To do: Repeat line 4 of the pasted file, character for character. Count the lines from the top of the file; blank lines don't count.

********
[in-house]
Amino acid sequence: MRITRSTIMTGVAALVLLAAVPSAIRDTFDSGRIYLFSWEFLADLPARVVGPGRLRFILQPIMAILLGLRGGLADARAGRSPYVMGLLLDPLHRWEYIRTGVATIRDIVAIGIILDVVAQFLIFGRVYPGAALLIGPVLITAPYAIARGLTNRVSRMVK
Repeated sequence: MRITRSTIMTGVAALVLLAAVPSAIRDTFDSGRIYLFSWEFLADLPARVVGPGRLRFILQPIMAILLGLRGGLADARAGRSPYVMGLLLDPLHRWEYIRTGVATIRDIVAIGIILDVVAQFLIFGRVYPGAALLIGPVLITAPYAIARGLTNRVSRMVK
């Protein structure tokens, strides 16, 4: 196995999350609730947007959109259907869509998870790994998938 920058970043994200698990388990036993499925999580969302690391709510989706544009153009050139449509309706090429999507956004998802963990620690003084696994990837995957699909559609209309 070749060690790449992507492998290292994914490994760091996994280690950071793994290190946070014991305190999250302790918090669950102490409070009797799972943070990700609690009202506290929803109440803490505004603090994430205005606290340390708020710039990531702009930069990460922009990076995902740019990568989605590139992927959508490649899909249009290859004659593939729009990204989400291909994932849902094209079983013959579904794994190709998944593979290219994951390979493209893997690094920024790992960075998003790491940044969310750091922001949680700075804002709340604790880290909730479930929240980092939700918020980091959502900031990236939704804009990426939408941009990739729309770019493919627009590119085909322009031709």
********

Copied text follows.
């Protein structure tokens, strides 16, 4: 196995999350609730947007959109259907869509998870790994998938 920058970043994200698990388990036993499925999580969302690391709510989706544009153009050139449509309706090429999507956004998802963990620690003084696994990837995957699909559609209309 070749060690790449992507492998290292994914490994760091996994280690950071793994290190946070014991305190999250302790918090669950102490409070009797799972943070990700609690009202506290929803109440803490505004603090994430205005606290340390708020710039990531702009930069990460922009990076995902740019990568989605590139992927959508490649899909249009290859004659593939729009990204989400291909994932849902094209079983013959579904794994190709998944593979290219994951390979493209893997690094920024790992960075998003790491940044969310750091922001949680700075804002709340604790880290909730479930929240980092939700918020980091959502900031990236939704804009990426939408941009990739729309770019493919627009590119085909322009031709």